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One of the oldest known Chinese books written on naval matters was the Yuejueshu (Lost Records of the State of Yue) of 52 AD, attributed to the Han Dynasty scholar Yuan Kang.[1] Many passages of Yuan Kang's book were rewritten and published in Li Fang's encyclopedia of the Taiping Yulan (Imperial Readings of the Taiping Era), compiled in 983 AD as one of the Four Great Books of Song.[7] The preserved written passages of Yuan Kang's book were again featured in the Yuanjian Leihan (Mirror of the Infinite, a Classified Treasure Chest) encyclopedia, edited and compiled by Zhang Ying in 1701 during the Qing Dynasty.[1]

Yuan Kang's book listed various water crafts that were used for war, including one that was used primarily for ramming like Greco-Roman triremes.[8] These "classes" of ships were the great wing (da yi), the little wing (xiao yi), the stomach striker (tu wei), the castle ship (lou chuan), and the bridge ship (qiao chuan).[1] These were listed in the Yuejueshu as a written dialogue between King Helü of Wu (r. 514 BC–496 BC) and Wu Zixu (526 BC–484 BC), the latter of whom said:

Nowadays in training naval forces we use the tactics of land forces for the best effect. Thus great wing ships correspond to the army's heavy chariots, little wing ships to light chariots, stomach strikers to battering rams, castle ships to mobile assault towers, and bridge ships to light cavalry



Wing ships: These ships most likely lasted through the Warring States period but were never mentioned again afterwords. Wu ZiXu described them as taking the role of chariots. Chariots during his period were used as skirmishers. For the most part, they would only engage an enemy when the opposing army was either in chaos or near the breaking point (As according to the Secret Teachings of Jiang Tai Gong, a Warring States mmanual). If the Wing ship took a similar role, then it must have avoided direct confrontation with other ships, but instead picked off enemy rowers or marines at a distance. The ship was described to be equipped with four "long hooks". This hints that the Wing ships could be used for boarding, preferably after the crossbowmen whittled down the enemy deck. The word used for Wing is Yi, which could also be translated as the flank of an army. It is not too far to believe that this implies where these ships were located in a typical naval formation.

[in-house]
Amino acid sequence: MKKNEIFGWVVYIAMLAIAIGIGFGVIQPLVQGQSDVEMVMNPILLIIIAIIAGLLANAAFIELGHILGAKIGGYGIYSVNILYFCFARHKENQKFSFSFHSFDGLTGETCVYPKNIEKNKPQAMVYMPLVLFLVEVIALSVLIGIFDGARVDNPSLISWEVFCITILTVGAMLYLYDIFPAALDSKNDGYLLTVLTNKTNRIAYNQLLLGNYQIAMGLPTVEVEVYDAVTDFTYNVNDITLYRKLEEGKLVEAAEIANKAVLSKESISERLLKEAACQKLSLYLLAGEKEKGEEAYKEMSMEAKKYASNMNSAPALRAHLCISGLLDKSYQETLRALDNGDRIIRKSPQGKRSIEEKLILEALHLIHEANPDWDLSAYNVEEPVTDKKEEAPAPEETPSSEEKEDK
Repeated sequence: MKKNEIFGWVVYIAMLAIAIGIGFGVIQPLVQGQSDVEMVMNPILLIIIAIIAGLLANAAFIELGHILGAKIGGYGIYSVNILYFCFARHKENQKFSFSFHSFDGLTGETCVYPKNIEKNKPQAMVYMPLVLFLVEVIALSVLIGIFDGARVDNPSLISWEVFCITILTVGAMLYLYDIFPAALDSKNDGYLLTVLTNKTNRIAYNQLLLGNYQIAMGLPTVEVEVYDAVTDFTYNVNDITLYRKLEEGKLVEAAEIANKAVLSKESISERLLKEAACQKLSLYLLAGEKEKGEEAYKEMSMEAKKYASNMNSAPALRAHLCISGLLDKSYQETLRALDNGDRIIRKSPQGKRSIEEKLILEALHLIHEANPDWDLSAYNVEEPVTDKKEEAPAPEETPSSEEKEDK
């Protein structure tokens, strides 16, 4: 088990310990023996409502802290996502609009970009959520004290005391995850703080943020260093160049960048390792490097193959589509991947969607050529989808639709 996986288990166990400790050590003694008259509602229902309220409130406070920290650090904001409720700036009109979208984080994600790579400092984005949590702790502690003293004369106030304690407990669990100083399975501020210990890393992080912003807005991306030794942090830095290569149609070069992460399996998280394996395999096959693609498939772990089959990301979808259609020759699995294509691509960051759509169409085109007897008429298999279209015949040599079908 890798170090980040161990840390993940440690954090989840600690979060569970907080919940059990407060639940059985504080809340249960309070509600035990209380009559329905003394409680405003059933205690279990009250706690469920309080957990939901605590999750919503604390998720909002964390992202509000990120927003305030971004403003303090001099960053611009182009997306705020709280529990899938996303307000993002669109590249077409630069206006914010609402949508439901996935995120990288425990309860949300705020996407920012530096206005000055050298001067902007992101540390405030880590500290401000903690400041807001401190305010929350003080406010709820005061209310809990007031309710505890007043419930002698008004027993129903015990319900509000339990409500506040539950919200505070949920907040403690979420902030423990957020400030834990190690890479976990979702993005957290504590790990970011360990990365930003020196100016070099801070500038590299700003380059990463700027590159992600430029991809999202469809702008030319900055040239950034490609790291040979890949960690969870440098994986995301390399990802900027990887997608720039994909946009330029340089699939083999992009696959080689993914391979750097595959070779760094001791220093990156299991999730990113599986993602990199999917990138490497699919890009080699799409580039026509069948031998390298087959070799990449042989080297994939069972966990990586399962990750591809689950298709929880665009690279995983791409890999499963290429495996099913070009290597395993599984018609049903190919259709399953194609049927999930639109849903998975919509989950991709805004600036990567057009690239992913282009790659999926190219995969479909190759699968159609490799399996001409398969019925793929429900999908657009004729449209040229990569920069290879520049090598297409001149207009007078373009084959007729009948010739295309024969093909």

The Wing ships are the only ships described that was defined with any detail by surviving contemporary sources. The Tai-Ping reign period Imperial Encyclopedia of 983 contains an excerpt of the now lost Spring and Autumn Wu ZiXu's Manual of Naval Tactics. The passage claims that Great Wing ships of Wu had a length of 10 zhang (23.1 meters) and a beam of 1 zhang 5 chi 2 cun (3.58 meters). Mid-Wing ships were 9 zhang 6 cun long and 1 zhang 3 chi 5 cun meters wide. Small Wing ships are 9 zhang long and 1 zhang 2 chi wide. However, the size of these ships did not seem to be standardized between different states. In the Records of Yue, Great Wings were described with a length of 12 zhang (27.72 meters) and a beam of 1 zhang 6 chi (3.7 meters), which was somewhat bigger than the Great Wing ships of Wu.
The Records of Yue also described the composition of a Wing ship. These ships carried 26 marines, 50 rowers, and 3 sailors. The crew was accompanied by 4 pikemen, 4 long-distance shooters, and 4 officers, making a total crew size of 91 men. Great Wing ships came with 4 long hooks, 4 spears, 4 long-handled axes, 32 crossbows, 3300 bolts, and 32 suits of armor. The length to beam ratio of the Wu and Yue Wing ships correspond unsurprisingly close to the galleys of the rest of the globe. These ships probably looked very similar to a two decked peteconter(which also had 50 oars).